Kevin Lau, the 49-year-old former editor of the respected Ming Pao newspaper (who was unexpectedly replaced last month by journalist with no experience) following his reporting on human rights abuses in China is in critical condition after being attacked with a meat-cleaver. As The Daily Mail reports, slashed three times by a man in a crash helmet in a residential neighbourhood who then fled on a motorbike, police said. His sudden dismissal sparked protests across the city over freedom of the press as the move raised fears among journalists that the newspaper's owners were moving to curb aggressive reporting on human rights and corruption in China. It appears, given this attack, they were right.
The former editor of a Hong Kong newspaper is in critical condition after being attacked with a meat clever earlier today.
Kevin Lau was slashed three times by a man in a crash helmet in a residential neighbourhood who then fled on a motorbike, police said.
Lau was hospitalised in critical condition with slashes in his back and legs, said Kwan King-pan, acting superintendent of Hong Kong Police.
Police are searching for two men in connection with the attack.
'One of them alighted from the motorcycle and used a chopper to attack the victim,' police spokesman Simon Kwan told reporters.
'He suffered three wounds, one in his back and two in his legs,' Mr Kwan said, adding that the back wound was deep.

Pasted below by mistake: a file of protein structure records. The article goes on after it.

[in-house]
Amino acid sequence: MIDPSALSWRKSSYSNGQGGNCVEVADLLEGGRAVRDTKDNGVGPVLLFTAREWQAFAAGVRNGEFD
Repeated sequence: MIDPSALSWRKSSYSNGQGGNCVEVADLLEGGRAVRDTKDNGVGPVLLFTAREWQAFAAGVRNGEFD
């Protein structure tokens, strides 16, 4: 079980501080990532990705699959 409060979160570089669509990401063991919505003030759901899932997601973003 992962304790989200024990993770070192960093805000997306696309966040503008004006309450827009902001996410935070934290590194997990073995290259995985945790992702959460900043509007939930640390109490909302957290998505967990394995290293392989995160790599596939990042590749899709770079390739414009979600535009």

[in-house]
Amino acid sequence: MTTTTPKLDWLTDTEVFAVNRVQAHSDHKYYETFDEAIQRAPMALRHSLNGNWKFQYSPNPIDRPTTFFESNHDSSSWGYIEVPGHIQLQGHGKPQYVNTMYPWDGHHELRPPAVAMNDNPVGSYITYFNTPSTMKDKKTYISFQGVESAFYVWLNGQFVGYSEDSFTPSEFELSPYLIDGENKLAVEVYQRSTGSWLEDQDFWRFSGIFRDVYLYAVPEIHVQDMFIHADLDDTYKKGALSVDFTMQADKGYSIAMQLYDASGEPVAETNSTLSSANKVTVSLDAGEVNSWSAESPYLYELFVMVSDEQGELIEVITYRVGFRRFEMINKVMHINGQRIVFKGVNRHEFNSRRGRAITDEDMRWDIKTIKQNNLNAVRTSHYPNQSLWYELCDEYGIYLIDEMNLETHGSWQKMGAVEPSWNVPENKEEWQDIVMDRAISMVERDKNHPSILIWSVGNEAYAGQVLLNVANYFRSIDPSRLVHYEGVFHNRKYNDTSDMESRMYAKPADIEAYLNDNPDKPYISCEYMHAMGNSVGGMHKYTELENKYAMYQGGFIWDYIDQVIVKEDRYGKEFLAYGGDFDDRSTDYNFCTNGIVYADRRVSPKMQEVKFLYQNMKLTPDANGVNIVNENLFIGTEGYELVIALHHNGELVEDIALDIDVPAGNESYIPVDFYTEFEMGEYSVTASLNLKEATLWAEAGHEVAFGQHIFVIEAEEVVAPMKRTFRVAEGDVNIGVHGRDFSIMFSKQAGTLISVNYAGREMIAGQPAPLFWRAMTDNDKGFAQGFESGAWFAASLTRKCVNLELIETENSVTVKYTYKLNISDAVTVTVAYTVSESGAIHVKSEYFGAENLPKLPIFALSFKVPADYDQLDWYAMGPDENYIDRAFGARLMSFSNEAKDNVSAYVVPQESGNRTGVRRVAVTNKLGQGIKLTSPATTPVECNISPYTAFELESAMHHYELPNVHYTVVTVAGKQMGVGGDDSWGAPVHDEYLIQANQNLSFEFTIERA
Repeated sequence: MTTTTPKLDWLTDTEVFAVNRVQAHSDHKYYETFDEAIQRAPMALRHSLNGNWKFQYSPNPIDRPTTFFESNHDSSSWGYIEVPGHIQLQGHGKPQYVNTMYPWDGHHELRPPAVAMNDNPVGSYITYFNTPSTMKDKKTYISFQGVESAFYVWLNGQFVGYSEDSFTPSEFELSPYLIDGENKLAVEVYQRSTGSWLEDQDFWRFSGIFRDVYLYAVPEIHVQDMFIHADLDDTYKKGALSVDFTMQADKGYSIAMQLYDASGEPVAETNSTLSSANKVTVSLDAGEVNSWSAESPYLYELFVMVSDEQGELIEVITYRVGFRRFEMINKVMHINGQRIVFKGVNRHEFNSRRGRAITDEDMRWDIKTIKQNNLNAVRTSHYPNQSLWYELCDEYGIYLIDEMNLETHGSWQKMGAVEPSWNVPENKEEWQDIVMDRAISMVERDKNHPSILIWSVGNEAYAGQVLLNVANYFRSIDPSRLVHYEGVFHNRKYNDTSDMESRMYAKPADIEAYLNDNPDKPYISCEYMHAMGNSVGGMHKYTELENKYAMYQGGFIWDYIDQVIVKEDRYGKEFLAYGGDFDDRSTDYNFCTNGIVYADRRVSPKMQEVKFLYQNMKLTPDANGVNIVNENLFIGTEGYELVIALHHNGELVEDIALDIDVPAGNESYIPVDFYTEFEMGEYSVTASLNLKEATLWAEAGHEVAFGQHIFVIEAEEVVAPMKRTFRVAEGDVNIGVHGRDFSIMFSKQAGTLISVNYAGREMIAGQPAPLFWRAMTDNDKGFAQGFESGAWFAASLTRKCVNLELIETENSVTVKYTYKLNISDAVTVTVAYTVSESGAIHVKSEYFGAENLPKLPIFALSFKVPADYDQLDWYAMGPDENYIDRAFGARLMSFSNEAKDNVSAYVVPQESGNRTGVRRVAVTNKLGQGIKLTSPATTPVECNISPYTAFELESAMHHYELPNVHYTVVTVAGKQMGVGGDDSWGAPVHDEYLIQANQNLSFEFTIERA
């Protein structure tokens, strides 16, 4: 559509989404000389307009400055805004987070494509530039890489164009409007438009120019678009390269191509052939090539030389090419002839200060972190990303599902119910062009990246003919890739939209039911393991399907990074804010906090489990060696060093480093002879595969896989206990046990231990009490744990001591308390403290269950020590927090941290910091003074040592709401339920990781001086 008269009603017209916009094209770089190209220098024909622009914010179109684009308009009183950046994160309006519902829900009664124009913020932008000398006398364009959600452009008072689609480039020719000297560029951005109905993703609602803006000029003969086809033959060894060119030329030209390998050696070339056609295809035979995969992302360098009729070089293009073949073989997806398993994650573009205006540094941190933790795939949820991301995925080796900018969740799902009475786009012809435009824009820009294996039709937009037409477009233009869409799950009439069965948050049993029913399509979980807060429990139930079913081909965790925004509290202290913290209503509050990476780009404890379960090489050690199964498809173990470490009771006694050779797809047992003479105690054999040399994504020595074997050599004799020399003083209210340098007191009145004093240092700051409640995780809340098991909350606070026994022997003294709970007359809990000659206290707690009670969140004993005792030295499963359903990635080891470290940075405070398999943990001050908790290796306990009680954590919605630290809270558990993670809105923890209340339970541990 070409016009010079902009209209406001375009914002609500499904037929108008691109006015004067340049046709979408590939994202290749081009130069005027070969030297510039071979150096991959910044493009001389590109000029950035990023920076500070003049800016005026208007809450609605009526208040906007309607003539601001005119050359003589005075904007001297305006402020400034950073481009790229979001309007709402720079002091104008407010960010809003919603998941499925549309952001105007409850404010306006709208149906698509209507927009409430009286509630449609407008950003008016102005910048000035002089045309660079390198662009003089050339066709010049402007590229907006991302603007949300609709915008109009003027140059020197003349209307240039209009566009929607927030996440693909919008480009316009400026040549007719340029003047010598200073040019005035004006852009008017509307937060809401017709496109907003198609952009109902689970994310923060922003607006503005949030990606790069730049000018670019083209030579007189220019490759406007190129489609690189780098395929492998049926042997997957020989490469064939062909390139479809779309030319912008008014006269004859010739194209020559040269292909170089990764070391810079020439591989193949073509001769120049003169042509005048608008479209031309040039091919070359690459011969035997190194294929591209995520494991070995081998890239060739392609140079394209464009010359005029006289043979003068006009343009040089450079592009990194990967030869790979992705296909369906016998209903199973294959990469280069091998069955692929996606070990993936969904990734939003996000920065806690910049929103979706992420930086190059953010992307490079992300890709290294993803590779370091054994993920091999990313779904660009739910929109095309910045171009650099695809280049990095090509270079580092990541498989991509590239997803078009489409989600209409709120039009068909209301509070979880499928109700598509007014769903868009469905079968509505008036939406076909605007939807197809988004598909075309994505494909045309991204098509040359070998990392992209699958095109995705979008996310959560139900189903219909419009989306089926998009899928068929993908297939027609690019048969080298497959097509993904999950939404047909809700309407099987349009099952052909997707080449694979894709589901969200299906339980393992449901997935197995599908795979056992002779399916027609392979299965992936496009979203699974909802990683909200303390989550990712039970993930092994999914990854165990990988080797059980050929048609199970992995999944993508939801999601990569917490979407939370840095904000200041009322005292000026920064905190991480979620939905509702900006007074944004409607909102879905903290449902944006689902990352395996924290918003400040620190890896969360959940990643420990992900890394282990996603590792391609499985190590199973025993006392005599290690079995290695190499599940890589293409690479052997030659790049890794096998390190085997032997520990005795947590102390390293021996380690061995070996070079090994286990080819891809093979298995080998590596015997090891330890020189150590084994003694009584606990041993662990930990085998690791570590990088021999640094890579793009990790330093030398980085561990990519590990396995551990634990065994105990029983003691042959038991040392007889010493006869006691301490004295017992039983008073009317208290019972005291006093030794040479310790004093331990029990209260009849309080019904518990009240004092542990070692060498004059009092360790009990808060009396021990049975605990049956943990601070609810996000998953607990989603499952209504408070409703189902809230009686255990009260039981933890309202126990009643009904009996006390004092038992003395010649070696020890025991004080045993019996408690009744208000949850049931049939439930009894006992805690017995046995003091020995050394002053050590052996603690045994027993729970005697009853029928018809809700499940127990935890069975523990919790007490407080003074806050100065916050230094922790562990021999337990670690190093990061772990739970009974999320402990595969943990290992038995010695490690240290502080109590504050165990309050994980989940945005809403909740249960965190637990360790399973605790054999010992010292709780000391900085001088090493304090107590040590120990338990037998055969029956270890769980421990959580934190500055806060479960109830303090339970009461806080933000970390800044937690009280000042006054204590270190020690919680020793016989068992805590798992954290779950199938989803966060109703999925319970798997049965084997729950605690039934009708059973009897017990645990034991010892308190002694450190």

Police did not announce any motive for the attack and appealed to the public for information.
Lau was replaced last month after criticising the Chinese government over human right's abuses
Lau, 49, was named editor of the respected Ming Pao newspaper in 2012 but was replaced last month by a Malaysian journalist with no local experience.
Lau was transferred to the parent company's electronic publishing unit.
The move raised fears among journalists that the newspaper's owners were moving to curb aggressive reporting on human rights and corruption in China.
His sudden dismissal sparked protests across the city over freedom of the press.
The Hong Kong Journalists Association said it was shocked and angered by the attack, calling it a 'serious provocation to Hong Kong press freedom.'
Speaking outside hospital, Hong Kong leader Leung Chun-ying said: 'We strongly condemn this savage act.'
Freedom of speech and the press is a growing concern in the semi-autonomous Chinese city, where such rights are guaranteed by its mini-constitution.
On Sunday, thousands of people took to the streets to protest Lau's dismissal, the ousting of an outspoken radio host, and reports that Beijing-backed businesses were pulling ads from some newspapers over editorial stances.